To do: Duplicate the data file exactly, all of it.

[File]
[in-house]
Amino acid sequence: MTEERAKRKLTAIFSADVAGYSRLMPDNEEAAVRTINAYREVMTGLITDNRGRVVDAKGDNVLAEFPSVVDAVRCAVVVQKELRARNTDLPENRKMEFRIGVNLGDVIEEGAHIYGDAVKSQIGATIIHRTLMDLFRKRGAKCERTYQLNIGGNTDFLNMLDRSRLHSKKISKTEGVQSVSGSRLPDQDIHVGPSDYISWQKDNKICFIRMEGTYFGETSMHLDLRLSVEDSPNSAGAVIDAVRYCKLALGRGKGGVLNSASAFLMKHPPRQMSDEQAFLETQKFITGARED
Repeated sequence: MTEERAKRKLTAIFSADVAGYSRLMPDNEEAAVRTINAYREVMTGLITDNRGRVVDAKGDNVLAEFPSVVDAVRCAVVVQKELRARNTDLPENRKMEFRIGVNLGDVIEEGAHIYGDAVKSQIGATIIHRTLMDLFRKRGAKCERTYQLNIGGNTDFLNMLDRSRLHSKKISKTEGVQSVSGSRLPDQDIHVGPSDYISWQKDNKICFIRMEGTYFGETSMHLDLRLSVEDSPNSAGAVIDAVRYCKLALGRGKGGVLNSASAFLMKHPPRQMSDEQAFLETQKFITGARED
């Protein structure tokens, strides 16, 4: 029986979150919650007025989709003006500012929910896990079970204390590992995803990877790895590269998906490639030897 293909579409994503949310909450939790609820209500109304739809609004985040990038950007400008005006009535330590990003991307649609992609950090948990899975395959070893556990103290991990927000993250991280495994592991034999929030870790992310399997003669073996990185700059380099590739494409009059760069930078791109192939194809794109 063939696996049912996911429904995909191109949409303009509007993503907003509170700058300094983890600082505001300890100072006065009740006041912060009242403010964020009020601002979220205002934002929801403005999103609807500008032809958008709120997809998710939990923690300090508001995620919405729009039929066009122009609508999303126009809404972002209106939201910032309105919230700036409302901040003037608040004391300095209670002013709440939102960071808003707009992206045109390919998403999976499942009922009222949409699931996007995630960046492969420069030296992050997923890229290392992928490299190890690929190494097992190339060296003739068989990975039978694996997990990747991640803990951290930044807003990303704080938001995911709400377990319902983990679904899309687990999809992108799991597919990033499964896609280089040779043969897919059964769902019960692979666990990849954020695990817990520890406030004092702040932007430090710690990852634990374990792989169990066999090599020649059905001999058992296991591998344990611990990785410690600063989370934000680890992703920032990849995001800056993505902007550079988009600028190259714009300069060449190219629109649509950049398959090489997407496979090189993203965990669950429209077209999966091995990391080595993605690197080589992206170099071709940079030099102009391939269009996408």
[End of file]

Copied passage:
[in-house]
Amino acid sequence: MTEERAKRKLTAIFSADVAGYSRLMPDNEEAAVRTINAYREVMTGLITDNRGRVVDAKGDNVLAEFPSVVDAVRCAVVVQKELRARNTDLPENRKMEFRIGVNLGDVIEEGAHIYGDAVKSQIGATIIHRTLMDLFRKRGAKCERTYQLNIGGNTDFLNMLDRSRLHSKKISKTEGVQSVSGSRLPDQDIHVGPSDYISWQKDNKICFIRMEGTYFGETSMHLDLRLSVEDSPNSAGAVIDAVRYCKLALGRGKGGVLNSASAFLMKHPPRQMSDEQAFLETQKFITGARED
Repeated sequence: MTEERAKRKLTAIFSADVAGYSRLMPDNEEAAVRTINAYREVMTGLITDNRGRVVDAKGDNVLAEFPSVVDAVRCAVVVQKELRARNTDLPENRKMEFRIGVNLGDVIEEGAHIYGDAVKSQIGATIIHRTLMDLFRKRGAKCERTYQLNIGGNTDFLNMLDRSRLHSKKISKTEGVQSVSGSRLPDQDIHVGPSDYISWQKDNKICFIRMEGTYFGETSMHLDLRLSVEDSPNSAGAVIDAVRYCKLALGRGKGGVLNSASAFLMKHPPRQMSDEQAFLETQKFITGARED
């Protein structure tokens, strides 16, 4: 029986979150919650007025989709003006500012929910896990079970204390590992995803990877790895590269998906490639030897 293909579409994503949310909450939790609820209500109304739809609004985040990038950007400008005006009535330590990003991307649609992609950090948990899975395959070893556990103290991990927000993250991280495994592991034999929030870790992310399997003669073996990185700059380099590739494409009059760069930078791109192939194809794109 063939696996049912996911429904995909191109949409303009509007993503907003509170700058300094983890600082505001300890100072006065009740006041912060009242403010964020009020601002979220205002934002929801403005999103609807500008032809958008709120997809998710939990923690300090508001995620919405729009039929066009122009609508999303126009809404972002209106939201910032309105919230700036409302901040003037608040004391300095209670002013709440939102960071808003707009992206045109390919998403999976499942009922009222949409699931996007995630960046492969420069030296992050997923890229290392992928490299190890690929190494097992190339060296003739068989990975039978694996997990990747991640803990951290930044807003990303704080938001995911709400377990319902983990679904899309687990999809992108799991597919990033499964896609280089040779043969897919059964769902019960692979666990990849954020695990817990520890406030004092702040932007430090710690990852634990374990792989169990066999090599020649059905001999058992296991591998344990611990990785410690600063989370934000680890992703920032990849995001800056993505902007550079988009600028190259714009300069060449190219629109649509950049398959090489997407496979090189993203965990669950429209077209999966091995990391080595993605690197080589992206170099071709940079030099102009391939269009996408």